During the holidays and throughout the year, college men travel around Evansville to sing to patients at healthcare facilities and hospitals. They aren’t your average carol singers: They’re members of Phi Mu Alpha Sinfonia, the country’s oldest and largest collegiate fraternity devoted to advancing music in society and its members. Composer John Philip Sousa, jazz musician Duke Ellington, philanthropist Andrew Carnegie, tenor Luciano Pavarotti, and American Idol winner Ruben Studdard all have pledged membership to the fraternity, often called “Sinfonia” (Italian for symphony) for short.
The organization was created in 1898, when 13 male students at Boston’s New England Conservatory bonded over a shared love of music and desire to improve themselves and their art. Since then, more than 150,000 members have been initiated into the fraternity, headquartered in Evansville. For decades, Sinfonia lacked an established headquarters. In the 1960s, when it was operating on the Murray State University campus in Murray, Ky., a group of Evansvillians launched a dialogue about opening a classical music museum in the River City. The fraternity’s staff joined the discussion, says executive director Ryan Ripperton, hoping to relocate their offices to the future museum. That museum opened, but its focus changed: It now is known as the Evansville Museum of Arts, History and Science. Sinfonia already had begun to envision itself in the River City, though, and moved its headquarters to its current home, an estate dubbed “Lyrecrest,” in 1970.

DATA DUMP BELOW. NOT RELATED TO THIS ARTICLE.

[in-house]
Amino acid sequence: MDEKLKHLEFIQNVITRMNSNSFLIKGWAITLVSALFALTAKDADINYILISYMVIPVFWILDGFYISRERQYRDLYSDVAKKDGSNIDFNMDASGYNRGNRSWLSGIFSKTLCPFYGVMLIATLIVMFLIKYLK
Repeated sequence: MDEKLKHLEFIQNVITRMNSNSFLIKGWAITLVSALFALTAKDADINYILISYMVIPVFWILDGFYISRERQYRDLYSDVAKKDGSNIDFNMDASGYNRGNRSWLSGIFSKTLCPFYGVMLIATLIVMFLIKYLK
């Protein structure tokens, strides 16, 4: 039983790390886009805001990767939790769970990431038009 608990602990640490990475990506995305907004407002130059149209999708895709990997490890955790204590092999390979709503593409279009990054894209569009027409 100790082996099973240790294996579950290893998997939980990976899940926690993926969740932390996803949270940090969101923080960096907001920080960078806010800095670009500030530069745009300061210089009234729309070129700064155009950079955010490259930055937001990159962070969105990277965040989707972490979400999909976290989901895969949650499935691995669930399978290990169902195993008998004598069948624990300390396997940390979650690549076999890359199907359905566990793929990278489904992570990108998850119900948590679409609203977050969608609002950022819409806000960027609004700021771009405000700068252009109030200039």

Brothers in chapters around the country socialize and host music-themed events, but a major focus of the fraternity is community outreach. More than 100 years ago, the fraternity’s founder, Ossian Everett Mills, traveled to hospitals in his hometown of Boston, using his musical abilities to lift patients’ spirits. Modern Sinfonians have adopted Mills’ “music mission” in their own cities, spreading “music, flowers, and good cheer,” says Ripperton.
Sinfonia also has a stake in the local economy. Dues from the 227 fraternity chapters total $1.1 million each year. This money not only keeps the organization running; it boosts the local economy. The Evansville headquarters houses the offices of eight Sinfonia staffers, and it frequently hosts fraternity retreats and meetings. In July, Evansville will host a four-day leadership institute expected to draw more than 200 collegiate members. True to Phi Mu Alpha Sinfonia’s mission, the participants will “learn life and leadership lessons, as well as become familiar with the community surrounding the headquarters’ home,” Ripperton says.